SYDNEY: Prime Minister Tony Abbott Saturday (Feb 14) pleaded with Indonesia to heed Australia’s call for clemency for two death row convicts, and warned that Canberra would make its displeasure known should the executions go ahead.
Andrew Chan, 31, and Myuran Sukumaran, 33, are facing execution by firing squad after being convicted over a failed 2005 bid to traffic heroin from Indonesia’s island of Bali into Australia.
“Millions of Australians are feeling very, very upset about what may soon happen to two Australians in Indonesia,” Abbott told reporters in Sydney. “And my plea, even at this late stage, is for Indonesia to be as responsive to us as it expects other countries to be to them when they plead for the life of their citizens on death row overseas.”
Meanwhile, an Australian human rights watchdog for the swift release of children of asylum seekers currently held in immigration detention centres.
President of Australia’s Human Rights Commission, Gillian Triggs, demanded the most powerful form of inquiry to further examine the 23-year-old practice of mandatory detention for asylum seekers and their families, travelling to Australia by boat.
The strongly worded call came after results of an inquiry which took place between January 2013 and March 2014, found 233 assaults involving child detainees and 33 reported sexual assaults.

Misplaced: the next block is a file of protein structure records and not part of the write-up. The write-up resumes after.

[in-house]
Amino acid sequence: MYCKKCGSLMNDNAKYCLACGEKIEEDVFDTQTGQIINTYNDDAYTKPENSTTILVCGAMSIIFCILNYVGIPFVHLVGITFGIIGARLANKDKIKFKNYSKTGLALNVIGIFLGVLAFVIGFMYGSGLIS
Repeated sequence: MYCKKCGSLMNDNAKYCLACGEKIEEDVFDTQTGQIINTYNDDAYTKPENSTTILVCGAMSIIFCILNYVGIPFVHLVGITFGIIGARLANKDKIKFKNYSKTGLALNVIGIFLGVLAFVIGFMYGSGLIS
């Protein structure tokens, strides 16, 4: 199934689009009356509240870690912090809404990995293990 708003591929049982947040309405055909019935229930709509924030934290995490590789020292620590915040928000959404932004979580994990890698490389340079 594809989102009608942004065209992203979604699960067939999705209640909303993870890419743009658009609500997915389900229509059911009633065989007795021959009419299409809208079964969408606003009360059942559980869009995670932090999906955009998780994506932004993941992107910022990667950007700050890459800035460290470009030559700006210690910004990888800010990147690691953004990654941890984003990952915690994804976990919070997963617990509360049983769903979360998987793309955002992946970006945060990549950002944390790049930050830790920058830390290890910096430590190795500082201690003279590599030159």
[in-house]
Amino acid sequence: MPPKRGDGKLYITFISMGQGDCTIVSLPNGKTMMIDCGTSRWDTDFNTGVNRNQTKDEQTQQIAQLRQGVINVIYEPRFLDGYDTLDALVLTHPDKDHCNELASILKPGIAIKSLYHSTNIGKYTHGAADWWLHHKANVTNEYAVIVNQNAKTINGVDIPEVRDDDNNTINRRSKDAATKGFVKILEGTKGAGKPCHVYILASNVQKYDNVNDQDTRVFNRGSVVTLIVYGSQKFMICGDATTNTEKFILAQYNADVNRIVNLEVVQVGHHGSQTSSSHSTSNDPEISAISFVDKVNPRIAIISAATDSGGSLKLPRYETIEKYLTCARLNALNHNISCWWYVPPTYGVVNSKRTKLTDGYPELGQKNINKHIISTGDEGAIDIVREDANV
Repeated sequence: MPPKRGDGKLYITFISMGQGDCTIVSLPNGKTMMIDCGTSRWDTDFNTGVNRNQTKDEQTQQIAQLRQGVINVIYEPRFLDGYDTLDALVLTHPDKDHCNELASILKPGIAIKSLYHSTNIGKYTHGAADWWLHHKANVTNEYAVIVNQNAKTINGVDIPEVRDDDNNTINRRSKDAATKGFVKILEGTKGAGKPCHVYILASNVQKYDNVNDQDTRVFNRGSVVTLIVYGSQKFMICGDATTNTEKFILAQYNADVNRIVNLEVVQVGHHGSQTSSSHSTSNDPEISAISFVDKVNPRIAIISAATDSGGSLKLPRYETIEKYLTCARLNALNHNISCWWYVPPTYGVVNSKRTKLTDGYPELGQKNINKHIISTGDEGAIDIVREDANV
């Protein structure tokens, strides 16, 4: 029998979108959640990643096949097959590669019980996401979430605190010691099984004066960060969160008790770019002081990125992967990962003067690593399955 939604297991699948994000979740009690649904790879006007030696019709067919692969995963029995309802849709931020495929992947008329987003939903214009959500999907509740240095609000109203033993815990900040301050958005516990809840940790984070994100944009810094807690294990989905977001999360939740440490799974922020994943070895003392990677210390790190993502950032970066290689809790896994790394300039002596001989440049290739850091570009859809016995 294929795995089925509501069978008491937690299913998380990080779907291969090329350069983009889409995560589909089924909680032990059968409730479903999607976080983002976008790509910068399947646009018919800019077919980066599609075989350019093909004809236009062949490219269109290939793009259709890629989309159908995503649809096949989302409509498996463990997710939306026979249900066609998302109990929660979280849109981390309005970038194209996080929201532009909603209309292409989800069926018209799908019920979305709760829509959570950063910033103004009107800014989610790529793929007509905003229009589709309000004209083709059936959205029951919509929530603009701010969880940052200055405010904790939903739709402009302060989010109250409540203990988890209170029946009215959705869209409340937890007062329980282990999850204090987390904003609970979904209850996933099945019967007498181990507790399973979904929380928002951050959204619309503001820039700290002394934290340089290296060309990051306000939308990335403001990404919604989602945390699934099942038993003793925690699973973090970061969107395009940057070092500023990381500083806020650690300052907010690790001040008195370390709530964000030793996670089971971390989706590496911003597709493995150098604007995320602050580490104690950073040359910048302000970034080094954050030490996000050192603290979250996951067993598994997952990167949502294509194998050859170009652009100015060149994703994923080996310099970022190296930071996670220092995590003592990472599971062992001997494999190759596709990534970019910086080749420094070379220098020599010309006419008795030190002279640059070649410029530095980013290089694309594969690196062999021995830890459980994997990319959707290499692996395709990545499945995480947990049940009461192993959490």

In the same ten-month period, the 315-page report revealed a further 128 detained children had tried to harm themselves using methods including self-cutting and swallowing insect repellent.
“I don’t have any hope,” a teenager detained on Christmas Island told the commission. “I feel I will die in detention.”
Up to 120 children and young people currently being held in the Nauru island detention centre were found by the commission to be suffering from “extreme levels” of physical, emotional, psychological and developmental distress.
More than a third of detained children suffer from mental health disorders.
Australian Prime Minister Tony Abbott ruled out a royal commission on the issue saying the Australian Human Rights Commission ought to be “ashamed of itself” for an inquiry he calls “blatantly partisan”.
Hugh de Kretser, Executive Director of the Human Rights Law Centre, Melbourne said: “With hundreds of children still in detention, it’s deeply concerning that instead of acting to address the suffering the government has attacked the commission for doing its job.”
Professor Triggs said the report was “even handed”.
“Alternatives to indefinite detention, such as community detention, have not been properly considered by government decision makers, and the safety and well-being of children has not been a primary consideration,” she said.
Asked if he felt any guilt about the treatment of children in detention, Abbott replied: “None whatsoever.”